Sprites were master woodspeople, but moving quietly down the carpeted stairs made little difference with a hundred and fifty pounds of dog thumping behind her. The kitchen stood dark and silent, but the door to the pantry gaped wide. To Pina’s horror, the tins full of cookies that should have lined the middle shelf were missing. Even Maxie’s big box of treats was gone.

Scraping and rustling had them sneaking into the living room just in time to see a shadow dart into the cold fireplace. It must have been a trick of moonlight reflecting off snow drifts outside the big bay window, because when she flicked on the lights the hearth was empty. She and her friends had tried to climb up that chimney more than once. It was sealed tight against the cold Pennsylvania weather.

“Would you look at that?” Pina whispered.

Boxes wrapped in bright paper and bows were jammed under the festive pine tree the humans set up by the window. She looked to the mantle above where Ed had decided to hang giant red socks—honestly, who wore something that big and garish was beyond her. But what had been empty footwear earlier in the evening now bulged with miniature packages matching those under the tree.

The thing that wasn’t full, was the big porcelain plate Piper had set next to a glass of milk on the coffee table. At the time Pina worried Max might scarf the colorful cookies, but he had been perfectly content to head upstairs without giving them a second glance. All that remained now were a few crumbs and a finger of milk in the bottom of the glass.

“This just isn’t right,” Pina fumed.

Taking things without permission was stealing, plain and simple. Leaving so much behind to make up for the theft was the sign of a guilty conscience overcompensating. But nothing could replace all the hard work her friends had done baking and decorating.

The humans had been through so much this year, with the Dark Court sending the witch after them and Ed learning to control his music and magic. They didn’t deserve to have something like this happen. Pina resolved to put things right before anyone woke and discovered they’d been robbed.

“I need something from my room.”

Max cocked his head and followed her up back upstairs. Sprites didn’t often use magical artifacts because their own magic came naturally. She herself was skilled in illusion and a few other specialties, but her lord Kokopelli had given her a special necklace. It let her travel to places other than the woodlands and rivers of the forest sprites, and she had the feeling she would need it.

Amongst the paperclips, bits of paper, and coins—treasures pulled from behind the couch cushions—she found the bit of silver with its amber gem. Her smile of triumph slipped when she turned back to find her own plate of cookies now stood empty. Even Max’s dish had been licked clean. Cold wind blew across the empty dishes. Her diamond window stood ajar. Pina rushed over, scampered out onto the eaves, and turned back to Max.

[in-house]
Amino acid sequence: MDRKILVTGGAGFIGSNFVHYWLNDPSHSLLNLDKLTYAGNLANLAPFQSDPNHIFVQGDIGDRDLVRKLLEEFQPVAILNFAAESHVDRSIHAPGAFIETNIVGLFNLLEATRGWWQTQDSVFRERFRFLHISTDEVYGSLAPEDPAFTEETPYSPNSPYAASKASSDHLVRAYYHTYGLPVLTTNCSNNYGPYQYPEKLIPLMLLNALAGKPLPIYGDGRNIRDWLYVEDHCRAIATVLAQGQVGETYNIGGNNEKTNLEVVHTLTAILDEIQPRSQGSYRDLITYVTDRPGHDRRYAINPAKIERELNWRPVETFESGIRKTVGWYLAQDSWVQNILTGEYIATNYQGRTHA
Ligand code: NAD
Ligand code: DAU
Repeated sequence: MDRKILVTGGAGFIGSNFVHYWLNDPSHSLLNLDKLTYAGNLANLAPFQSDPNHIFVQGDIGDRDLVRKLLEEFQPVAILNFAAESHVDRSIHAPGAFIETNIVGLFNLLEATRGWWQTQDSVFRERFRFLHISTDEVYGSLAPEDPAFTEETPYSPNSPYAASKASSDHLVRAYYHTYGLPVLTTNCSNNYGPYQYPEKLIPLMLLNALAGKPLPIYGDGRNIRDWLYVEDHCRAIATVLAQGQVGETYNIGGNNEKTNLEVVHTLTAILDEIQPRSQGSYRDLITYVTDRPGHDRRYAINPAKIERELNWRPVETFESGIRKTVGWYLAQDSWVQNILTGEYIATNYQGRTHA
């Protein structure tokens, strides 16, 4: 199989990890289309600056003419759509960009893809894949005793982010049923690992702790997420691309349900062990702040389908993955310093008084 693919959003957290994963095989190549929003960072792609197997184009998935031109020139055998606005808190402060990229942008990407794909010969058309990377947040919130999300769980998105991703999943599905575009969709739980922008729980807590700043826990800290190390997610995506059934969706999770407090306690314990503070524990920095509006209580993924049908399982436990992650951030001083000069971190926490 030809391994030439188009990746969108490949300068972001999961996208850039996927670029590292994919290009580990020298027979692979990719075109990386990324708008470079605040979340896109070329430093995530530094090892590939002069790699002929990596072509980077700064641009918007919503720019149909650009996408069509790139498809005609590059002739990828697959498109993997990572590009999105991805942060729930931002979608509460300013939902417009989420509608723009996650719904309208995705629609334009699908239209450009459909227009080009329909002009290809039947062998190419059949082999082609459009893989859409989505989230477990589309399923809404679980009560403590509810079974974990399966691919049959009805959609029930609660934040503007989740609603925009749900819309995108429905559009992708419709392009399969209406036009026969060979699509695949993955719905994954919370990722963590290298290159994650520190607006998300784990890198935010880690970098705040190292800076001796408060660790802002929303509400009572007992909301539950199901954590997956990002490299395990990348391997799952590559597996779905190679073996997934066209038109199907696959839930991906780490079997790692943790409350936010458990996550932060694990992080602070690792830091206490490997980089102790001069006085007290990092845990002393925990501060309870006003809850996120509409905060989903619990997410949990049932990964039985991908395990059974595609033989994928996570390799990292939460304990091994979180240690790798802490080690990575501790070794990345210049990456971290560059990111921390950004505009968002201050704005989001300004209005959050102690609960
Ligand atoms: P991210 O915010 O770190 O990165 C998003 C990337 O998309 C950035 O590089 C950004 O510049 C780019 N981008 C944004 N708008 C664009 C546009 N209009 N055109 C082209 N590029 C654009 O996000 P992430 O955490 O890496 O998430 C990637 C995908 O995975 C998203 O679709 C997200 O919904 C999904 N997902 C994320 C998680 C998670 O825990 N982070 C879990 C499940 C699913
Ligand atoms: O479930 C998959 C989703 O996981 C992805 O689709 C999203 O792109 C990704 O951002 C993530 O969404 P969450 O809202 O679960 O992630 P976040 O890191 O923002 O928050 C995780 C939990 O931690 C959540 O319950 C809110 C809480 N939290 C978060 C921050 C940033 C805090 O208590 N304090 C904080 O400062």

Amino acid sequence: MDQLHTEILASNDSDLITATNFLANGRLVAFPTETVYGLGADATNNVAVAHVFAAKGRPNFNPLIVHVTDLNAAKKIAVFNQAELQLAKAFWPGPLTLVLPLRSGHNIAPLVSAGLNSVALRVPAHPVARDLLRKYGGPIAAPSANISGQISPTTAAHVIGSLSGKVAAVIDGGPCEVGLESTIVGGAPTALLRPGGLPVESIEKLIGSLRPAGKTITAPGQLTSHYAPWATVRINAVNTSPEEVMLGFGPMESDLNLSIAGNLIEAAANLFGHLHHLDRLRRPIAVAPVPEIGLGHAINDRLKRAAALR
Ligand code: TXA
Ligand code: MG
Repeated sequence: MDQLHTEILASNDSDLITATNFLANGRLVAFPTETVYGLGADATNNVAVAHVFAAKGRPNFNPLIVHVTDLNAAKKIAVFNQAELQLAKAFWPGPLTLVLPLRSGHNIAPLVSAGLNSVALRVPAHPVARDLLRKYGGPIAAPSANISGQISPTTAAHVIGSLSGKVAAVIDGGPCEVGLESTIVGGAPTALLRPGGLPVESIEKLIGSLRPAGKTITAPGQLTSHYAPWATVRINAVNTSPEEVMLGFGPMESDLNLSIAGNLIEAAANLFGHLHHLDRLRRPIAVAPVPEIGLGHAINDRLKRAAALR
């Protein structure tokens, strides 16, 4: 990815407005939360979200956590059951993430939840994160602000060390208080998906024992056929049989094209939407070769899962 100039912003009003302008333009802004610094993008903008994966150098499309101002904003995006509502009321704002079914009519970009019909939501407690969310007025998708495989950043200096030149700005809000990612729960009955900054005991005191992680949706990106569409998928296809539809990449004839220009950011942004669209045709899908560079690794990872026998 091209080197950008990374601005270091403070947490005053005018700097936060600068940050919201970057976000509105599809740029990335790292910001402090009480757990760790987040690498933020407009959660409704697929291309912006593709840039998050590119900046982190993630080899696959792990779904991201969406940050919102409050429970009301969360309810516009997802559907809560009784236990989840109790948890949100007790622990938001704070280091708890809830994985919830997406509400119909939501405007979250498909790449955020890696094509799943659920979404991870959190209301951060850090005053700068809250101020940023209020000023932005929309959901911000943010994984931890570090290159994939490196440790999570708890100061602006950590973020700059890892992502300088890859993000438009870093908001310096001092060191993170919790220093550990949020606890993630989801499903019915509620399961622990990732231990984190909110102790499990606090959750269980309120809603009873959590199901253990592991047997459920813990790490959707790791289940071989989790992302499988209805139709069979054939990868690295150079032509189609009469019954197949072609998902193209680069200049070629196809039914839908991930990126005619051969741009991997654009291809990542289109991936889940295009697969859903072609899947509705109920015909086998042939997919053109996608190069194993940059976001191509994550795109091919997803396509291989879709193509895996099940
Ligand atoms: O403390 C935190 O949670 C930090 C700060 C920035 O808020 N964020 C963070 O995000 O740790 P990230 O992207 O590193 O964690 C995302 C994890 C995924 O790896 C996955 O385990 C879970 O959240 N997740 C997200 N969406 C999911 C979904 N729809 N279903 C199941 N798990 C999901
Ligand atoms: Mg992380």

“I’ll be right back.”

The roof was slick with snow and ice, but her inherent magic let her dance across it with ease. Footprints surrounded a wide area near the chimney—and thee were hoofprints! The prints were even smaller than hers, with a pointy toe and odd wavy ridges across the sole. The hoofprints were huge. Opposing teardrops formed pairs of inverted hearts that galloped along the rooftop, familiar tracks for anyone of the forest. But she shuddered at the thought of how big those deer must be.

The trail ended abruptly. Something heavy flattened furrows in the snow to either side of the prints, but both kinds of tracks disappeared just shy of the roof’s edge. They hadn’t simply jumped to the ground because the snow leading all the way to the neighbor’s yard was pristine.

“This is getting weird,” Pina said as she climbed back through the window. “We’re going to need help, and I know just the sprite for the job.”

Max watched her throw a few things into the tiny black purse that never seemed to get full, another little trick of her own design. She hated the idea of covering up her beautiful new dress, but it was cold out there! Luckily, Piper also had found her a sleek purple jacket with tons of zippers and pockets. She loved how it sparkled and jangled when she walked, and the hood came up into a sort of funnel that covered her face. Max’s tail thumped the floor as he picked up on her excitement. She frowned at the gentle giant.

“This might be a little scary.” She wrapped an arm around Max and hugged him tight.

Fast as thought the room disappear. They crouched in a snowy glen drenched in silver moonlight. Max let out a little yip, but his frantic breathing slowed when she kissed his head and told him how brave he’d been.


Read the rest of Pina’s adventure on my website at (The whole story seemed too long to put in a post)


Jim Stein writes Science Fiction and Fantasy suitable for adults and teens.

Leave a Reply

Your email address will not be published. Required fields are marked *